After a shaky 2020, the collaboration displays market is back on track, with a new Team Collaboration Displays report from Market Research Firm Futuresource Consulting forecasting 51% volume growth in 2021. That’s after the sector experienced a COVID-related contraction, as orders were delayed and projects cancelled, culminating in a 13% global drop in shipments last year.
“When COVID-19 hit the collaboration displays market, it hit hard,” says Jeremy Wills, Senior Analyst at Futuresource Consulting. “Prior to the pandemic, the market was evolving, buoyed along on a wave of interest and innovation. Modern working habits and technological advancements were redefining the meeting room as a collaborative workspace. All that changed last year, and businesses recalibrated their priorities. The focus switched to remote working and deploying the necessary software and infrastructure to keep afloat, whilst collaboration displays took a back seat.”
However, as hybrid working becomes the new corporate model, particularly in North America and Europe, Futuresource Consulting’s report demonstrates how this could be the catalyst which reignites the use of interactive displays, aiding collaboration and enhancing control of multi-locational meetings, as well as driving uptake through higher education and governmental channels.
Historically, meeting rooms were a standalone central hub, with most employees gathered locally, and perhaps a small number of remote participants or another meeting room dialling in. Now, the meeting room is part of a much wider chain of end points. Widespread home working means that more meeting participants are likely to attend remotely from individual locations. In addition, social distancing continues to limit meeting room capacities, displacing on-site participants into adjacent rooms.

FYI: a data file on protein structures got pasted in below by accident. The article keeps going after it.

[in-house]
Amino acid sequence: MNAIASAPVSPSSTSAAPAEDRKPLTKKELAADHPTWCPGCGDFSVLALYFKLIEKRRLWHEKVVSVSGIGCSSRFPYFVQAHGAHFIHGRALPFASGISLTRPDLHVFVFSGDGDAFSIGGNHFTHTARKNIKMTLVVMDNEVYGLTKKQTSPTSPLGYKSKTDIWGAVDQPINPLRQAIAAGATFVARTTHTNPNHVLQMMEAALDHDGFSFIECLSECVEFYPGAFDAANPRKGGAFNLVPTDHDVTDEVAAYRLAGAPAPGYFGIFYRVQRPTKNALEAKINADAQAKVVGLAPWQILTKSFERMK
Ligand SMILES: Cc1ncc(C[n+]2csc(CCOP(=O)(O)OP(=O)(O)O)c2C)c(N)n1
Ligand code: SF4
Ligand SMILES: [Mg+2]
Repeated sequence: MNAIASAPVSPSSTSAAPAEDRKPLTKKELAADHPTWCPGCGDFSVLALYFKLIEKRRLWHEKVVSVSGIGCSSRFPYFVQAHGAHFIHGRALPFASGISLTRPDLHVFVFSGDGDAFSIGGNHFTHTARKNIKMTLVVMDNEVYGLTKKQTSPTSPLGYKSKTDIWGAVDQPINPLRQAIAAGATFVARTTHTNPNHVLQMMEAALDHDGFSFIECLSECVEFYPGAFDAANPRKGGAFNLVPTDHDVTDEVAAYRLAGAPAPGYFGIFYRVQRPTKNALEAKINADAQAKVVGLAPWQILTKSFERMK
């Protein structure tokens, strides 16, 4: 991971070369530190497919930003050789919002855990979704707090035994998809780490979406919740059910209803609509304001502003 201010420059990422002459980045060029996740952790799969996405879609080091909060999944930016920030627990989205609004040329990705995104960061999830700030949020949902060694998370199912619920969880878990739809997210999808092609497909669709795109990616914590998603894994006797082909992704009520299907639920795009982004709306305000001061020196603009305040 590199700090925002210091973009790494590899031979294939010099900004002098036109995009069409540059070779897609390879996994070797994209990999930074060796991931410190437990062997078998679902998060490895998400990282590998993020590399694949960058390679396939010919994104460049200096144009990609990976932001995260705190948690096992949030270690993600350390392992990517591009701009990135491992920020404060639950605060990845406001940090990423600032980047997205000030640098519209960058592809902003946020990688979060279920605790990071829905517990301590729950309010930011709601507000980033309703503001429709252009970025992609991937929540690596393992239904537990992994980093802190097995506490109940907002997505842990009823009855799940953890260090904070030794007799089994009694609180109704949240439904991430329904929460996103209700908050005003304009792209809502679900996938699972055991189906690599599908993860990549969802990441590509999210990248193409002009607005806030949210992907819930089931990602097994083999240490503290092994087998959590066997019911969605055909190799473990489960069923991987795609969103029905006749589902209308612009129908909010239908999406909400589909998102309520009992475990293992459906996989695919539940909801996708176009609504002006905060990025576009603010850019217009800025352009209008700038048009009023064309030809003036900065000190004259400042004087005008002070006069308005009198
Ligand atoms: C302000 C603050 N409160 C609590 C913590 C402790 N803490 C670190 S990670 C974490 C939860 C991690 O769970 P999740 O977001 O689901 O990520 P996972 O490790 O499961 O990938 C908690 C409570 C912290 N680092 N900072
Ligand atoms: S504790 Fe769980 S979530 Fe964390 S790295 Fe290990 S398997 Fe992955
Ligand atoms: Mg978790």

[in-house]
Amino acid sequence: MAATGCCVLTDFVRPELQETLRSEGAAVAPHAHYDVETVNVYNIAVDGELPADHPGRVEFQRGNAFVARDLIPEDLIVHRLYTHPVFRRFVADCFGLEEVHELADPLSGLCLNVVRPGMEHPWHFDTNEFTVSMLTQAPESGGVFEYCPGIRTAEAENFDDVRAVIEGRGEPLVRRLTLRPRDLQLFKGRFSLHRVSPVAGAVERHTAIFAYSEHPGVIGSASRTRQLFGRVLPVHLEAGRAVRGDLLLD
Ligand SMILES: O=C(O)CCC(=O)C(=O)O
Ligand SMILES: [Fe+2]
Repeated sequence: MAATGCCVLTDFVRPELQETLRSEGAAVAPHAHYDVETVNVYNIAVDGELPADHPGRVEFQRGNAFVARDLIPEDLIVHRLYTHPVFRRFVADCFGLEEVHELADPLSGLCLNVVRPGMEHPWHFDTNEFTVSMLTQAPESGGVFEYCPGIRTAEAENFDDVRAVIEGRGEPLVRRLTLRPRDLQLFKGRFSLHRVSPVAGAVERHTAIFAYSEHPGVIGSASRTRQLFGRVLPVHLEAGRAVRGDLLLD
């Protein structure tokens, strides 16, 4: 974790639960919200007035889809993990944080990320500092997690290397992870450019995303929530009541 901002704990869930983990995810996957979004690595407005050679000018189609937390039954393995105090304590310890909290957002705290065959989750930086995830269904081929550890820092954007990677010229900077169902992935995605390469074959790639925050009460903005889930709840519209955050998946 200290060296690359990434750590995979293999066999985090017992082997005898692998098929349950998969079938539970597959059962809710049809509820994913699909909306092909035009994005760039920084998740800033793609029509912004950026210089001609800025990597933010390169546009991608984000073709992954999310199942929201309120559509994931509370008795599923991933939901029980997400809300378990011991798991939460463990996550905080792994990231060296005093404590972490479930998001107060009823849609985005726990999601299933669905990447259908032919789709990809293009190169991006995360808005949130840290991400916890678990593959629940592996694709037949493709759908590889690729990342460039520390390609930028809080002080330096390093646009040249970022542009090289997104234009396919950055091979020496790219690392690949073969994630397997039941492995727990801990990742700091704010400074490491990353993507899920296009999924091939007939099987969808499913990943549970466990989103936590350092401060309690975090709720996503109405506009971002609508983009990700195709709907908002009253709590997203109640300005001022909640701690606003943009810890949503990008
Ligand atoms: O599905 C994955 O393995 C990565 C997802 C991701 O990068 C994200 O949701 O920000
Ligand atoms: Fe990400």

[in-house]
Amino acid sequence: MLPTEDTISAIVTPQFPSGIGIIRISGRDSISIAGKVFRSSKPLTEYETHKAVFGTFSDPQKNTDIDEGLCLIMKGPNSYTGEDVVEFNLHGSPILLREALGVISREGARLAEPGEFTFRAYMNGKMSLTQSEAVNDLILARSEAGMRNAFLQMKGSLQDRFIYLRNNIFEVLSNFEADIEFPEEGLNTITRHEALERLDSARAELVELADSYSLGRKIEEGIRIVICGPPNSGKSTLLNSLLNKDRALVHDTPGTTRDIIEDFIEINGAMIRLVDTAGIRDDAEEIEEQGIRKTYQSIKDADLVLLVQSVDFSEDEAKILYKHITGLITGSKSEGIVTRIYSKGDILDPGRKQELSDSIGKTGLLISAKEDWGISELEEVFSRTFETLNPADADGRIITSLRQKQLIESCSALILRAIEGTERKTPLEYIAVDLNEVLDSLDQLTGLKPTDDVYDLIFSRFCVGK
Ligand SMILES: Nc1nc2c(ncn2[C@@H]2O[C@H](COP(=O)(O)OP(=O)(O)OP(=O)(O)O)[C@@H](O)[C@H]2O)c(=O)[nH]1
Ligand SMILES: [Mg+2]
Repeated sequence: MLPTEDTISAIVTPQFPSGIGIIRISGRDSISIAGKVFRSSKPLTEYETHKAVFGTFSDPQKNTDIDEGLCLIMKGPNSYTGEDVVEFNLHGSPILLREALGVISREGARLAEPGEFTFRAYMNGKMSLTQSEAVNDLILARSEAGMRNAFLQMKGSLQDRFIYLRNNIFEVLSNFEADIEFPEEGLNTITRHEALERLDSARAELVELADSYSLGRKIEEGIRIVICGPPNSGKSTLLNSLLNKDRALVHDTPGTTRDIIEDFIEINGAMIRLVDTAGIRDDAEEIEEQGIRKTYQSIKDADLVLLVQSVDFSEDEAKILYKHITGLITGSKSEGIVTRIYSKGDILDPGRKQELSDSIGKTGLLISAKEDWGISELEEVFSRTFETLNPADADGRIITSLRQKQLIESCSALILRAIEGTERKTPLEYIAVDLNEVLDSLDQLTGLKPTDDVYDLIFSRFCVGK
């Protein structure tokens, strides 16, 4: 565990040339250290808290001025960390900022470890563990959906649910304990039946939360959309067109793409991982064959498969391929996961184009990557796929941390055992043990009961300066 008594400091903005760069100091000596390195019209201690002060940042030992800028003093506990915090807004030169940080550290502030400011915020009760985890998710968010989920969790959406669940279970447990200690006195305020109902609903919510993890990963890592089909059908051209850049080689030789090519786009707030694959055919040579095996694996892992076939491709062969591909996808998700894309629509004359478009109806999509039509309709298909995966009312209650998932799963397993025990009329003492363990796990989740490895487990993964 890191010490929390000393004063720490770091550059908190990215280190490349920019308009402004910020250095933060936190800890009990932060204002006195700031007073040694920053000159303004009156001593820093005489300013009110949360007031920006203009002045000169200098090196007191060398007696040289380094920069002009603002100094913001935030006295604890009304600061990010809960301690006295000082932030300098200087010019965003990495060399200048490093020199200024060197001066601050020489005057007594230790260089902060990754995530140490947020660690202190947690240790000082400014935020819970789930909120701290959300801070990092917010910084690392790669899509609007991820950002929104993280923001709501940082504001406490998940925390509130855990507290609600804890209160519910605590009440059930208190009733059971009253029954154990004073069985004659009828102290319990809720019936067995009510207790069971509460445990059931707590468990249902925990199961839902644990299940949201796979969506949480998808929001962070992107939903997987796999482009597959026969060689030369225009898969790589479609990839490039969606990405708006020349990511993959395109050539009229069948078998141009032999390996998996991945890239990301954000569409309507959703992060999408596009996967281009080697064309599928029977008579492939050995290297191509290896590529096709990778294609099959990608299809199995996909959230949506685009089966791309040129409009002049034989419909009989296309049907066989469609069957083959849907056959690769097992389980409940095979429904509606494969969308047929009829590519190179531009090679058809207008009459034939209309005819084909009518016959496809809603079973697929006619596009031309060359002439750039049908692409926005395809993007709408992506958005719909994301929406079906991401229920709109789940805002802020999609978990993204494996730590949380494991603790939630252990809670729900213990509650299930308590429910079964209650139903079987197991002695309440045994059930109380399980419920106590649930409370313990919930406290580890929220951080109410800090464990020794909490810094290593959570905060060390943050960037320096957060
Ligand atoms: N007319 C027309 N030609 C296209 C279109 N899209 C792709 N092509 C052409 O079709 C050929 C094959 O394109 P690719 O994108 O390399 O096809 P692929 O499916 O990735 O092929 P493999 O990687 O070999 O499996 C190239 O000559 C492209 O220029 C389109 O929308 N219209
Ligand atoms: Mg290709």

As a result, for the first time, meeting rooms need to fulfil the requirements of both in-room and remote end users equally. Flexibility is also essential, as the number of participants in the meeting room and dialling in remotely will vary from meeting to meeting. Due to these factors, collaboration tools will be seen as business-critical investments in a post-pandemic world.
To better understand the market, Futuresource Consulting has segmented collaboration displays into three categories, namely unified communications displays (UCDs), IFPD conferencing end points, and network connected IFPDs.
UCDs are displays that provide an end-to-end hardware and platform solution, optimised to support a specific UC platform, and typically incurring a subscription fee. IFPD conferencing end points are similar to standard corporate interactive flat panel displays, with embedded cameras, microphones and speakers. Over the 12 months from Q3 2020 to Q2 2021, both these segments have seen a rapid increase in sales, stemming from Microsoft’s Surface Hub 2 and sales activity in China, respectively. The network connected displays market has seen less success, but still expanded its shipments by 4%.
“Despite all the upside, collaboration displays do have their adversaries,” says Wills. “There’s always a chance that meeting room utilisation could fall away, as employees become comfortable using personal devices to video conference from their desks in the office. It’s what people have become accustomed to while working from home over the past 18 months.
“That said, there’s plenty of opportunity within the market. Beyond this year’s 51% volume growth, Futuresource expect to see more measured global growth return to the market, with annual shipment volume increases of between 12% and 19% over the 2022 to 2025 period.”
Futuresource Consulting is a market research and consulting company, providing its clients with expertise in Professional AV, Consumer Electronics, Education Technology, Content & Entertainment, Professional Broadcast and Automotive. Combining strong methodologies and unsurpassed data refinement with in-depth market knowledge and forecasting, Futuresource deliver the latest insights and technological developments to drive business decision-making.
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